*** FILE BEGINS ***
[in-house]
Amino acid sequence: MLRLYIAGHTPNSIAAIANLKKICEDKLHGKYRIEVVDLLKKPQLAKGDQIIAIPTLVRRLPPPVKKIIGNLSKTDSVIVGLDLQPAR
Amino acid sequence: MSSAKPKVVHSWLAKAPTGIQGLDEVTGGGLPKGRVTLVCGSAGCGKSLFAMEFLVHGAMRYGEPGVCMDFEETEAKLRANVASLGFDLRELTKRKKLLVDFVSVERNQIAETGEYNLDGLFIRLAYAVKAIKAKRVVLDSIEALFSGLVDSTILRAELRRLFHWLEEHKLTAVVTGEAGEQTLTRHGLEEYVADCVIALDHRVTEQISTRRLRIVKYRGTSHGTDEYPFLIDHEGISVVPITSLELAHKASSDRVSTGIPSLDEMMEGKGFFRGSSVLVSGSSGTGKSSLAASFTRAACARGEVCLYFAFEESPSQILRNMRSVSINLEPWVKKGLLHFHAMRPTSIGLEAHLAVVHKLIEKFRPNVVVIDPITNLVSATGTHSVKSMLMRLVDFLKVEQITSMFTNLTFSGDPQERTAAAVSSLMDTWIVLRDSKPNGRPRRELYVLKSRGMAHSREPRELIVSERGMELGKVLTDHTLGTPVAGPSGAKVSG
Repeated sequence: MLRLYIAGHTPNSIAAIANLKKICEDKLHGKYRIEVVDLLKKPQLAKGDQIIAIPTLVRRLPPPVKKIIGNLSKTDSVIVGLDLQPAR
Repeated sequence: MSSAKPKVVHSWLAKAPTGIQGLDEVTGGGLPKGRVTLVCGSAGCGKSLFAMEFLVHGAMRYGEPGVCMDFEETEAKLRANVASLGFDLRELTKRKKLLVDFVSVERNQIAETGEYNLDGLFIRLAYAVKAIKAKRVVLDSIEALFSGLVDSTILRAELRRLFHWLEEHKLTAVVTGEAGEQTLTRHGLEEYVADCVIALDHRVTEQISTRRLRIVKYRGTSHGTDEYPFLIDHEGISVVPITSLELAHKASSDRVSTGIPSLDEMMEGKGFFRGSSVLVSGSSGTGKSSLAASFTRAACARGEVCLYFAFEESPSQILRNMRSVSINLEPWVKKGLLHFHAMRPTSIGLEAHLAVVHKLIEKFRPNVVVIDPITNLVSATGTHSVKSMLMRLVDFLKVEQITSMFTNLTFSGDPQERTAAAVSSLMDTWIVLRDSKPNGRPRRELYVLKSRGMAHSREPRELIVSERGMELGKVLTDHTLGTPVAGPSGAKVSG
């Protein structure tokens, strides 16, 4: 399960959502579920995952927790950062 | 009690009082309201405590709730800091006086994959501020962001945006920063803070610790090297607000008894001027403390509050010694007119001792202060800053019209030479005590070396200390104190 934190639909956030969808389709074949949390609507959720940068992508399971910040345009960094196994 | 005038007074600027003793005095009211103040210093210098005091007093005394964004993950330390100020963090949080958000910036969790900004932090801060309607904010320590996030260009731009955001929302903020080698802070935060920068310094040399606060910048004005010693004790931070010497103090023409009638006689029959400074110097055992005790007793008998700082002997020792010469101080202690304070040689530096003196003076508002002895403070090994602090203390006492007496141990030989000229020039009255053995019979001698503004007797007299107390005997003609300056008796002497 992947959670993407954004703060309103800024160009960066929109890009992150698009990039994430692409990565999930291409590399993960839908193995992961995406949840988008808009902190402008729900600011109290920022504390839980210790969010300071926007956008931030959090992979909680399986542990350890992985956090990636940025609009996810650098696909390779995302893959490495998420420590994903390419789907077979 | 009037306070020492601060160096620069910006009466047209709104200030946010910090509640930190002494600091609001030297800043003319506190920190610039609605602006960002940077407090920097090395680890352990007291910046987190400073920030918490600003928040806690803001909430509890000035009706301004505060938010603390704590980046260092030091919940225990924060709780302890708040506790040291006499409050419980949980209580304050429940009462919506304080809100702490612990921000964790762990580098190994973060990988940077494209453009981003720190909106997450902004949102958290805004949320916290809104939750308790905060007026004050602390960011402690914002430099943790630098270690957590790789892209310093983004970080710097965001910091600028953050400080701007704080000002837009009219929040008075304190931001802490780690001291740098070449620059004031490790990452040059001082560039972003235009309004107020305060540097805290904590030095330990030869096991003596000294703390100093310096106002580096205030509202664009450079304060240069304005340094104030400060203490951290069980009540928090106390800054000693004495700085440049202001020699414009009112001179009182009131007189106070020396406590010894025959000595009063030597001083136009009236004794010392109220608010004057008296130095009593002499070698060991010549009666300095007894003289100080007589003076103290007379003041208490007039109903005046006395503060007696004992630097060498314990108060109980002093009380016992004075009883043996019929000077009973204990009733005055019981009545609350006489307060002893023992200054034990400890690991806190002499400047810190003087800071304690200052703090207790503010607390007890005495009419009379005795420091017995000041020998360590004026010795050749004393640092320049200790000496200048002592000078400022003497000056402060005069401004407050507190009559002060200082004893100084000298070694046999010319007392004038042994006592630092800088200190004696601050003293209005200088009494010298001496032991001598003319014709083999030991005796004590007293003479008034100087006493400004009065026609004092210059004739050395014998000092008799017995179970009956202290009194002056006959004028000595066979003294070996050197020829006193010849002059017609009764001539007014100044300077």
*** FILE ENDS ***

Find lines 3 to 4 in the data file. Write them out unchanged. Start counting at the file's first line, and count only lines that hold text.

Amino acid sequence: MSSAKPKVVHSWLAKAPTGIQGLDEVTGGGLPKGRVTLVCGSAGCGKSLFAMEFLVHGAMRYGEPGVCMDFEETEAKLRANVASLGFDLRELTKRKKLLVDFVSVERNQIAETGEYNLDGLFIRLAYAVKAIKAKRVVLDSIEALFSGLVDSTILRAELRRLFHWLEEHKLTAVVTGEAGEQTLTRHGLEEYVADCVIALDHRVTEQISTRRLRIVKYRGTSHGTDEYPFLIDHEGISVVPITSLELAHKASSDRVSTGIPSLDEMMEGKGFFRGSSVLVSGSSGTGKSSLAASFTRAACARGEVCLYFAFEESPSQILRNMRSVSINLEPWVKKGLLHFHAMRPTSIGLEAHLAVVHKLIEKFRPNVVVIDPITNLVSATGTHSVKSMLMRLVDFLKVEQITSMFTNLTFSGDPQERTAAAVSSLMDTWIVLRDSKPNGRPRRELYVLKSRGMAHSREPRELIVSERGMELGKVLTDHTLGTPVAGPSGAKVSG
Repeated sequence: MLRLYIAGHTPNSIAAIANLKKICEDKLHGKYRIEVVDLLKKPQLAKGDQIIAIPTLVRRLPPPVKKIIGNLSKTDSVIVGLDLQPAR